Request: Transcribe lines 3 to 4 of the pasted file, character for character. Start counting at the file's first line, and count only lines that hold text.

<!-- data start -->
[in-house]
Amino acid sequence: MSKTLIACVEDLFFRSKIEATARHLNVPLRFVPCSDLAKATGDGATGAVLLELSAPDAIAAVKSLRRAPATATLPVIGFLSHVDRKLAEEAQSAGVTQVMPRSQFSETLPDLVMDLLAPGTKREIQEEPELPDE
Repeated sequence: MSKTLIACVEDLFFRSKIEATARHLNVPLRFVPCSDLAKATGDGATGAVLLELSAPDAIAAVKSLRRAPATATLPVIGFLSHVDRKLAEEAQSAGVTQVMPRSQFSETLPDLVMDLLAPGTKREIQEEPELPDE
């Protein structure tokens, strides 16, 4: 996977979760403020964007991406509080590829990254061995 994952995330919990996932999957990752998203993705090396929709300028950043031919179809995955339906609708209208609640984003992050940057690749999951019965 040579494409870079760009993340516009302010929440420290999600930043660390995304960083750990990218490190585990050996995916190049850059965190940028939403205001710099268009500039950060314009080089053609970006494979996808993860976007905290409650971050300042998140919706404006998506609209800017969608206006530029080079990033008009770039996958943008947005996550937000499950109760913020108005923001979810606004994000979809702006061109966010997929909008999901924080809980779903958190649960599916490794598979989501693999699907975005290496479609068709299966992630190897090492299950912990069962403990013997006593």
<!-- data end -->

Repeated sequence: MSKTLIACVEDLFFRSKIEATARHLNVPLRFVPCSDLAKATGDGATGAVLLELSAPDAIAAVKSLRRAPATATLPVIGFLSHVDRKLAEEAQSAGVTQVMPRSQFSETLPDLVMDLLAPGTKREIQEEPELPDE
């Protein structure tokens, strides 16, 4: 996977979760403020964007991406509080590829990254061995 994952995330919990996932999957990752998203993705090396929709300028950043031919179809995955339906609708209208609640984003992050940057690749999951019965 040579494409870079760009993340516009302010929440420290999600930043660390995304960083750990990218490190585990050996995916190049850059965190940028939403205001710099268009500039950060314009080089053609970006494979996808993860976007905290409650971050300042998140919706404006998506609209800017969608206006530029080079990033008009770039996958943008947005996550937000499950109760913020108005923001979810606004994000979809702006061109966010997929909008999901924080809980779903958190649960599916490794598979989501693999699907975005290496479609068709299966992630190897090492299950912990069962403990013997006593």